It also has some of the best views to the South, down the Teign estuary and to the West over Dartmoor in this SE corner of Dartmoor, just north of Ashburton.


When enjoying a pint of Jail Ale from the Dartmoor brewery, sat on Back Beach outside the New Quay Inn in Teignmouth, I decided to find out what hill on Dartmoor I was looking at when I was new to the area.

Buckland Beacon is known for it’s ‘tablets of granite’ on which the ten commandments have been carved. In 1928 Parliament rejected the adoption of the proposed new Book of Common Prayer. In celebration Mr William Whitely of Wellstor celebrated this victory by commissioning the scultor W.A. Clement to engrave the ten commandments on two ‘tablets of stone’ on Buckland Beacon.

Since this date the lettering has been restored. Today they are clearly exposed. The word ‘Commandment’ seems antiquated living in our Western Liberal Democracy. Divine moral imperatives have been noticeable by their absence for many years.


It has taken a pandemic to hail their return. Thou shalt ‘ wear face marks on public transport’, ‘keep social distancing of two meters wherever possible’, ‘only meet with one other household’ etc



The recumbent granite tablet lies within the female earth energy current which runs South East to North West. Some commentators have regarded the granite carvings as an act of vandalism, violating the integrity of Dartmoor.

It is not unique. Another triangular slab of granite has been carved to commemorate the death of an oak tree felled in Wistman’s Wood, in order to discover its age in the name of ‘science’. Two acts of vandalism for sure. A simple dowse could have answered that question.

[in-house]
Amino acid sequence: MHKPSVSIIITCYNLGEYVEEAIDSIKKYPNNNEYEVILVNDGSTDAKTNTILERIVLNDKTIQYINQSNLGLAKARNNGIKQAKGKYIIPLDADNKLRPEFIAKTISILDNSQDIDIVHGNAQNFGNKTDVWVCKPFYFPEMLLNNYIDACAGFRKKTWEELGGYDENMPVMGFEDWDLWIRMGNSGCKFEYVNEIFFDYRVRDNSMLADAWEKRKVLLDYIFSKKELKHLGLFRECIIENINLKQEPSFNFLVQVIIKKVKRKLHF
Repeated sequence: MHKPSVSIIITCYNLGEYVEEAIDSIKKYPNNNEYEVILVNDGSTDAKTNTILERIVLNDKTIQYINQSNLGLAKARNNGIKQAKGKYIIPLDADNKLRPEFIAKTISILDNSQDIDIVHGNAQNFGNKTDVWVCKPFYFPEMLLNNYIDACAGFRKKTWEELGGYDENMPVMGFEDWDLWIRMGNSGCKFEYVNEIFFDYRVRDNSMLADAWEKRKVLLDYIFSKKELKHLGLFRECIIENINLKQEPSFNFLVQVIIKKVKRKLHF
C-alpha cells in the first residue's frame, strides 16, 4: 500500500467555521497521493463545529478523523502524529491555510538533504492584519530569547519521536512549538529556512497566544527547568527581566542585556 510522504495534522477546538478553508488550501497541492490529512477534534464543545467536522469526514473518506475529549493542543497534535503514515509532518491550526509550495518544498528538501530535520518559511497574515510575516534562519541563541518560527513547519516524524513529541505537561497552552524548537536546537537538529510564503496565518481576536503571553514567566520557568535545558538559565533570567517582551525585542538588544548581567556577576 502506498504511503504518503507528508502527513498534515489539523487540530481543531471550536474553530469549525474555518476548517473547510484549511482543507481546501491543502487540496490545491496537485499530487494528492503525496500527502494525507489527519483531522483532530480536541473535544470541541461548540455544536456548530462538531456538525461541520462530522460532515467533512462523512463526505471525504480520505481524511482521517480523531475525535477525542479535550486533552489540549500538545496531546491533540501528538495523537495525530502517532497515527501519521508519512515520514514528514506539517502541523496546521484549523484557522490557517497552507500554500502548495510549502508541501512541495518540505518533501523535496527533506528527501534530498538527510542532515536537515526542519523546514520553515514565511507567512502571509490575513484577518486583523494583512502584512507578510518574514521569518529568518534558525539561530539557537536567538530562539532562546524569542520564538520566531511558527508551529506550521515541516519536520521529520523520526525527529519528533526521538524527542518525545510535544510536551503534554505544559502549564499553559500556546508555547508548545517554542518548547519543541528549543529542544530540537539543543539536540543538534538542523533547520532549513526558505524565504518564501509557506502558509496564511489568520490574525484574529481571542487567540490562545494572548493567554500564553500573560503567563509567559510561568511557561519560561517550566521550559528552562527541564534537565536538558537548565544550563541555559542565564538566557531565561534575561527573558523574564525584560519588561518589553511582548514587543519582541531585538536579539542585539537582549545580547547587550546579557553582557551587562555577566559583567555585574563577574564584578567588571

A Dartmoor Letterbox lies under the granite fingers of Welstor Rock, which even I couldn’t miss. The note book was full of messages of good will, written by delighted Letterbox hunters.




I forgave Mr Whitely’s granite carving on reading the New Commandment he added,

‘I give unto you that you love one another’


Gwynn Paulett, August 2020.

Blue Sky Days

Devon Dowsers is grateful to Sally Cunis for sharing the email below from Lucy Pringle who has given her kind permission to share this with Devon Dowsers’ members.

Blue Sky Days[7513]

2020 Crop Circle Tours

Dear Sally,

This is going to be a very short letter just to bring you up to date with what has been happening.

I cannot tell you how thrilled I am to be up in the air once more; the feeling of the gentle air on my face and glory of looking all around at our most beautiful countryside; little hidden villages; hamlets; iron age hill forts, white horses etched into the side of hills; church spires, farms and more mundanely swimming pools! Instead of concrete, acres of the most glorious kaleidoscope of fields as the crops are starting to ripen in all different hues of gold. A truly exhilarating and breathtakingly wonderful experience that no matter how many times I have flown, it still gives me that feeling of joy and wonder every single time; my heart seems to sing a special song of thankfulness just for being alive.

When flying around the circle, a whole lot of things come into play; first and foremost checking that your cameras are fully charged and that you have installed the card. When that is done, your lenses are clean and the settings are correct, you will be ready. Firstly you need to judge the size of the circle and fly around to find the exact angle when suddenly the circle below starts to shimmer like a pearl. Taking different overhead pictures, some directly overhead, some angled, some distance with the surrounding countryside as a backdrop, some close, some zoomed in, just to mention a few.